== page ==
A slowdown in growth in China? - Hindustan Times
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A slowdown in growth in China?

ByHT Editorial
Mar 06, 2023 07:19 PM IST

Beijing said that the nation will grow at 5% in 2023. This sober target has implications for India and the world

The Chinese economy will grow at 5% in 2023, its government said on March 5. To be sure, the latest growth estimate is significantly higher than the expected 3% growth in 2022, largely a result of the self-inflicted economic damage of China’s zero-Covid policy. However, if one were to take a slightly long-term view of the data and exclude the pandemic year of 2020, Chinese growth was lower than 5% in 1989 and 1990. That the regime itself has set such a historically sober target raises a question of whether there is a voluntary growth downgrade in the world’s second largest economy. The answer, despite temptations to jump to strong conclusions, is slightly complicated. One, exports are a big driver of the Chinese economy, and at a time when the global economy, especially advanced countries, are facing a growth slowdown, it is natural that the Chinese economy will face some headwinds.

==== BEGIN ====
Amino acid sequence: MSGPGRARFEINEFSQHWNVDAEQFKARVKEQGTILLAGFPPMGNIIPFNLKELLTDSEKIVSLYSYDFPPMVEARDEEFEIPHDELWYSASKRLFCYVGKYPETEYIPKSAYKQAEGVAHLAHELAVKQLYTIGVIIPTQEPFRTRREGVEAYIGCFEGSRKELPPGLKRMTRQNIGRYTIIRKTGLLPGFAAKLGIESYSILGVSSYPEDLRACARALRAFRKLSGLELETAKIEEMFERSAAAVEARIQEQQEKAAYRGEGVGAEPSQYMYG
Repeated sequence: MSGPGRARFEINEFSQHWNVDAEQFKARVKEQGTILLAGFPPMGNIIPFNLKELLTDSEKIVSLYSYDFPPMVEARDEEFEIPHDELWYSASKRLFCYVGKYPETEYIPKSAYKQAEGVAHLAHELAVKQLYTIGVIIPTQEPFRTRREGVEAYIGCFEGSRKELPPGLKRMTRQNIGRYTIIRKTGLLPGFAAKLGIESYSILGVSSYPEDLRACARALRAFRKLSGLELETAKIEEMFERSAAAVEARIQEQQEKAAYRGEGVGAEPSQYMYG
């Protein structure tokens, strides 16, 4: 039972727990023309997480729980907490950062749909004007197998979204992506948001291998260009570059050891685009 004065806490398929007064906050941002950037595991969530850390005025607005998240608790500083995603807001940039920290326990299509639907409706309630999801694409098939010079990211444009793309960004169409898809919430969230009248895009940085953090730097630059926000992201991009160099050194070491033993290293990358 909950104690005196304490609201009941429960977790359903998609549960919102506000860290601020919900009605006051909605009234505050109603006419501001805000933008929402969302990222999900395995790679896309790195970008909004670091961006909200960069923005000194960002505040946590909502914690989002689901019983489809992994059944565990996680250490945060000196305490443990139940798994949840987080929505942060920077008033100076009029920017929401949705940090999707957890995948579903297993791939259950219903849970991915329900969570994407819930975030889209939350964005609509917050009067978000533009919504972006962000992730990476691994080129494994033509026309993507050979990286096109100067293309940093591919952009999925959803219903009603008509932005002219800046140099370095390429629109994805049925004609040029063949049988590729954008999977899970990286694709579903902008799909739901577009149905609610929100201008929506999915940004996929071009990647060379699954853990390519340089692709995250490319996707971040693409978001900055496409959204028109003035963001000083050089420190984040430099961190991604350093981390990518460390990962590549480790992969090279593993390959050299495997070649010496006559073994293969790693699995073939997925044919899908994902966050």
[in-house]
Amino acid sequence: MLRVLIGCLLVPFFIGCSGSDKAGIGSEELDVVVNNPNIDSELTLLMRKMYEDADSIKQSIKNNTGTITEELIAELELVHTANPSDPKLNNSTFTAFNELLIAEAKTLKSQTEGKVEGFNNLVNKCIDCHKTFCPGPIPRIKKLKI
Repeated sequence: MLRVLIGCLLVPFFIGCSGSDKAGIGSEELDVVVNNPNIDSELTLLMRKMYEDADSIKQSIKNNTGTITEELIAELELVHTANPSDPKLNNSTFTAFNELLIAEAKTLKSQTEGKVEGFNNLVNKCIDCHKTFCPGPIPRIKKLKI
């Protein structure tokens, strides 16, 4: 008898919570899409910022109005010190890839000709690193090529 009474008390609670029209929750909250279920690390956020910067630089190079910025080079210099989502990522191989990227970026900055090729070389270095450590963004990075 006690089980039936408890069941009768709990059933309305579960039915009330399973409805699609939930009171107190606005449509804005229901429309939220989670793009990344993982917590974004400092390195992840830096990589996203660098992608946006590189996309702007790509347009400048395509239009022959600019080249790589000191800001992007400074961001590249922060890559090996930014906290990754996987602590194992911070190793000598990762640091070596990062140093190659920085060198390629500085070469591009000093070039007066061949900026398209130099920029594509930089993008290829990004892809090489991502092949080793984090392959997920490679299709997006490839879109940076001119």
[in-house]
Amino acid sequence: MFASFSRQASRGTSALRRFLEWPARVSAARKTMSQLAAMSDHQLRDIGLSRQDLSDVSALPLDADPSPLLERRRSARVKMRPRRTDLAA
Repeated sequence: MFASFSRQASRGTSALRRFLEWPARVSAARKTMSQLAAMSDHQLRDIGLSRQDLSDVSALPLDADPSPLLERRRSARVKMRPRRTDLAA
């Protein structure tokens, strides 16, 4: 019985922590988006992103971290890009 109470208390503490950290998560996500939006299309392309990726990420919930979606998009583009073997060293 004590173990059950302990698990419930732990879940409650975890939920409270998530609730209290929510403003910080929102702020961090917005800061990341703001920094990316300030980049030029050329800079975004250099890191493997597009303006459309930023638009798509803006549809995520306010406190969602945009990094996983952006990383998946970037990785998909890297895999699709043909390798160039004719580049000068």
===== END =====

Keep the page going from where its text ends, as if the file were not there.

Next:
Under Xi Jinping’s leadership the Chinese regime has made it clear that it is willing to take a short-, even medium-term growth hit, to restrict demand from (what it sees as undesirable) sectors such as online gaming, tuitions and the real estate boom. (Bloomberg) PREMIUM
Under Xi Jinping’s leadership the Chinese regime has made it clear that it is willing to take a short-, even medium-term growth hit, to restrict demand from (what it sees as undesirable) sectors such as online gaming, tuitions and the real estate boom. (Bloomberg)

Second, under Xi Jinping’s leadership the Chinese regime has made it clear that it is willing to take a short-, even medium-term growth hit, to restrict demand from (what it sees as undesirable) sectors such as online gaming, tuitions and the real estate boom. While the rise of such sectors is deeply linked with China’s growing economic inequality (and also the frailty of some of its banks), it remains to be seen whether China’s attempts to restrain such sectors without damaging the larger economy will bear fruit. The third, the most troubling thought for the global economy is that China is increasingly coming to the conclusion that the geopolitical conditions which enabled its peaceful rise in the global order are increasingly atrophying and a conflict is inevitable. The rise in defence spending in the budget and the rhetoric on combat readiness is suggestive of that.

All three possibilities are bound to have implications for India. A moderately growing Chinese economy will keep commodity prices under check and prevent a worsening of the inflation problem. As foreign capital develops scepticism about China’s commitment to free markets, it will increasingly see India as an attractive destination for relocating its activities, especially in manufacturing. These two positive developments, however, could face a major challenge if the Chinese State turns more belligerent in the near future. Diplomacy and economic management must work in tandem to deal with the ongoing evolution of China.

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